At Scott’s Mining Conference, We Felt The Energy Of Bitcoin Mining
On February 7 and 8, Round Rock, Texas experienced an event that could prove to be a pivotal moment for the whole of the Bitcoin space. What was happening in this suburb of Austin was not motivated by “nUmBeR gO uP,” or “wen lambo.” The only conversations that could be heard were exchanges of real value: Discussions on how we can all improve our mining operations and facilities, educational materials, better strategies for speaking to those who simply do not possess the time to wander down the rabbit hole like we have and, of course, methods of better protecting the hardware that secures this goliath of a computing network.
It was Scott’s Mining Conference 2022, and below you’ll find the space’s most significant takeaways.
Day One: Live Demonstrations, Bowling And Palpable Excitement
Let it be known: When hundreds of blue collar workers — the men and women that will get things done in the space of meat, sweat and dirt — descend onto a convention center, there’s going to be high demand for coffee before there’s even an inkling of the literal crack of dawn. Bitcoin’s miners mean work, and have no intention of wasting daylight.
On the morning of day one of Scott’s Mining Conference, the air was filled with an electricity of excitement from the crowd preparing to stampede the Riot bitcoin mining facility, which was being toured as part of the conference agenda.
Real electricity was flowing just a few yards away as the discussion and demonstration panel, led by ASIC Master out of Chicago, was preparing to kick off. Starting off the morning light with the basics of individual ASIC setup, the representatives of Master did the group a service by taking an easing-in approach to the morning, saving the more intense discussions around the tricks of the trade behind board repairs and strategies that will save mining operations oodles, for later. Between divulging insights on capital and opportunity costs of the ASIC repair business, ASIC Master did a stellar job of placing the audience and the mining operators first.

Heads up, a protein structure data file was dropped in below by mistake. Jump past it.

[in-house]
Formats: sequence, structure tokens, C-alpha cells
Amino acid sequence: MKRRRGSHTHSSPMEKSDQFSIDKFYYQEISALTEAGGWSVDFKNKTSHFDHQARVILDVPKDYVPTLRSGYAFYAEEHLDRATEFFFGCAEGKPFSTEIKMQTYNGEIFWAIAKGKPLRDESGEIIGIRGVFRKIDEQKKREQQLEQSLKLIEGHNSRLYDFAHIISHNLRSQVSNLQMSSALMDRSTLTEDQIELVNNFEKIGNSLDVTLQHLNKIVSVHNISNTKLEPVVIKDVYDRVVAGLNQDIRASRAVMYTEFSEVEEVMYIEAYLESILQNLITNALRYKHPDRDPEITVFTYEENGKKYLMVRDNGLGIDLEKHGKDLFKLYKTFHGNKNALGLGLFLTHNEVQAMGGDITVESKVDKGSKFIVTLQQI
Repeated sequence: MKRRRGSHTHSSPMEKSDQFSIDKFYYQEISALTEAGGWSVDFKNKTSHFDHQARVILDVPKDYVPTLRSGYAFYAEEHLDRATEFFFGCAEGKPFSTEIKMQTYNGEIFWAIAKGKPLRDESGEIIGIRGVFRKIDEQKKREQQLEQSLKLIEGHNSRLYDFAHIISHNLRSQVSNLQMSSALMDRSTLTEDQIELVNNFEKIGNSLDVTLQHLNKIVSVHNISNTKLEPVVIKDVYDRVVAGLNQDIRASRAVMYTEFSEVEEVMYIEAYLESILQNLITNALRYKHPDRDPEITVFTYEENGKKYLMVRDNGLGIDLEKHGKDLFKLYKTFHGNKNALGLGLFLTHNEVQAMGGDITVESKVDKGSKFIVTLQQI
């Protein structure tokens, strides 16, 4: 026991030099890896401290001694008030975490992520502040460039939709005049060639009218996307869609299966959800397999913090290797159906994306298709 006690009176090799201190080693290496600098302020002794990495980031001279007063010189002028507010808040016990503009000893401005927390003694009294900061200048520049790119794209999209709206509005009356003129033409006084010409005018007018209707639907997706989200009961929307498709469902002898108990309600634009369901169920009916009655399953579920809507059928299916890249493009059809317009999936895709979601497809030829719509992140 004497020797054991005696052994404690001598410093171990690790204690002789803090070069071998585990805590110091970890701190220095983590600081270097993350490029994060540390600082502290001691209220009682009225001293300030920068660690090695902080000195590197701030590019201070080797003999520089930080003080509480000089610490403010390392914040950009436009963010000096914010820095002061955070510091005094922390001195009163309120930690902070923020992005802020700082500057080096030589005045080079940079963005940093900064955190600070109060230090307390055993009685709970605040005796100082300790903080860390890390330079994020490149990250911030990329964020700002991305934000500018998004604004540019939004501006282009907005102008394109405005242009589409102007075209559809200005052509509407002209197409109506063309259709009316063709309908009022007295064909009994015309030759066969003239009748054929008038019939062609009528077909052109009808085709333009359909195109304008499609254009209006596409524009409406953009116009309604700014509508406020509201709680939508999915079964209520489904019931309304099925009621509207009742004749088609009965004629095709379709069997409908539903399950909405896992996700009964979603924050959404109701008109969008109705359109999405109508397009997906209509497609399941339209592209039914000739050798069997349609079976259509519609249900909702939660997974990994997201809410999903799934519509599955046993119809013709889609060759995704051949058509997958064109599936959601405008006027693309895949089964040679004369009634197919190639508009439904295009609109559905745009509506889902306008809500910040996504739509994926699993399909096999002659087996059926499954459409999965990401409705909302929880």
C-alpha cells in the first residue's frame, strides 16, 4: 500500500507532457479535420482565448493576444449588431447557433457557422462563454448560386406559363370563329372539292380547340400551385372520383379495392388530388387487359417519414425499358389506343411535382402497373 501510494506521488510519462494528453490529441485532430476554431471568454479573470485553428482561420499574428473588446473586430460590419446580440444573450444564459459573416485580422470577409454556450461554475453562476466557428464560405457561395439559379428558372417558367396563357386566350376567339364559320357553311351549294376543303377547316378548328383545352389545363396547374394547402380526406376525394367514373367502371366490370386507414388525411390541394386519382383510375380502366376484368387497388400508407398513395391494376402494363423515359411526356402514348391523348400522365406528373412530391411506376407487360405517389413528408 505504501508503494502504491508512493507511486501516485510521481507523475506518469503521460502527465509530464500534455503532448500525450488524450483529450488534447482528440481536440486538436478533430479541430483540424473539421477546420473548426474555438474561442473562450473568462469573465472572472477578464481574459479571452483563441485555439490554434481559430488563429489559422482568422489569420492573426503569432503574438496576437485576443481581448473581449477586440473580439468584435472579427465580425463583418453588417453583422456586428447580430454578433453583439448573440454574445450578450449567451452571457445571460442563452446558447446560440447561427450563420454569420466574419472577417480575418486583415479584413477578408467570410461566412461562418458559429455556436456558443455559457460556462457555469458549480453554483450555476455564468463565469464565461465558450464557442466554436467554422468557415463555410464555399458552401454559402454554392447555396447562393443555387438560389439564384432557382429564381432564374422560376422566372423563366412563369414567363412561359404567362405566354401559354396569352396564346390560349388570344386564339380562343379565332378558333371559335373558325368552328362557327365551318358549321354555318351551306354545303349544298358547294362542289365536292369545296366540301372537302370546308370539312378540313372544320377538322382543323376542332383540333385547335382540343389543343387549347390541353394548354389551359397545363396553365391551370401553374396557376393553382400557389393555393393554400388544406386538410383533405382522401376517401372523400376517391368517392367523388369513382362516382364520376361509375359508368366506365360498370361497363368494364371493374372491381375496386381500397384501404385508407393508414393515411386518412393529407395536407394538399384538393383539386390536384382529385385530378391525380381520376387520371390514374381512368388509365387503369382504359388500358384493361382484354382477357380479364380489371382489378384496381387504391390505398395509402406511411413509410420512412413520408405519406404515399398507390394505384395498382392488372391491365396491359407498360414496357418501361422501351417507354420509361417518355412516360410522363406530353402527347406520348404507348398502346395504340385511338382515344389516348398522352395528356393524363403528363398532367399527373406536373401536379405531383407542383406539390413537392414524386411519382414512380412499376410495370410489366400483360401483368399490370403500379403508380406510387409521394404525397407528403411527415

Meanwhile, Digital Shovel was sparking off a buzz of its own (that would end up igniting a conflagration that spread aggressively throughout day two) within the exposition hall of Kalahari Resorts & Conventions, the main site of the conference.
The source of the excitement, that had a conference full of nerds, blue collar workers and technologists brimming with excitement and energy? I am not skilled in this area so prepare for an effective butchering, but what the brains over at Digital Shovel have done is to have seemingly made life for miners dramatically improved. And not just by providing its Pods (which allow for speedy deployment of anywhere from 88 to more than 100 miners per pod, depending on miner model), but by explaining how Digital Shovel has incorporated an individual circuit transformer that acts similarly to power distribution units, allowing for monitoring on a per-bay basis.
Bringing the first day to a wrap, the event culminated with a hearty dinner and bowling tournament where bowlers competed for a prize paid out in bitcoin, naturally. Still, there was seemingly little that could be done to curb the excitement of the bitcoiners, miners, manufacturers and oil and gas operators into the evening.
As conversations all directed towards the prospects of day two, particularly with speculations of whether MicroStrategy CEO Michael Saylor would be tuning-in remotely or in-person, there was shared excitement over potential insight into the progress of political developments coming from an upcoming panel led by D.C. insider Amanda Cavaleri and Major League Baseball Pitcher turned Bitcoin advocate C.J. Wilson, as well as inputs on the environment of mining operations from the likes of Rhodium Enterprises CEO Nathan Nichols and value investor Mike Alfred.
Needless to say, day two was going to be jam packed, and as day one was approaching a wrap, the energy of the evening was redirected to getting ample sleep in order to survive the high-octane schedule that was fast-approaching at the break of tomorrow’s sunrise.
Day Two: Politics, Michael Saylor And SHA-256 Games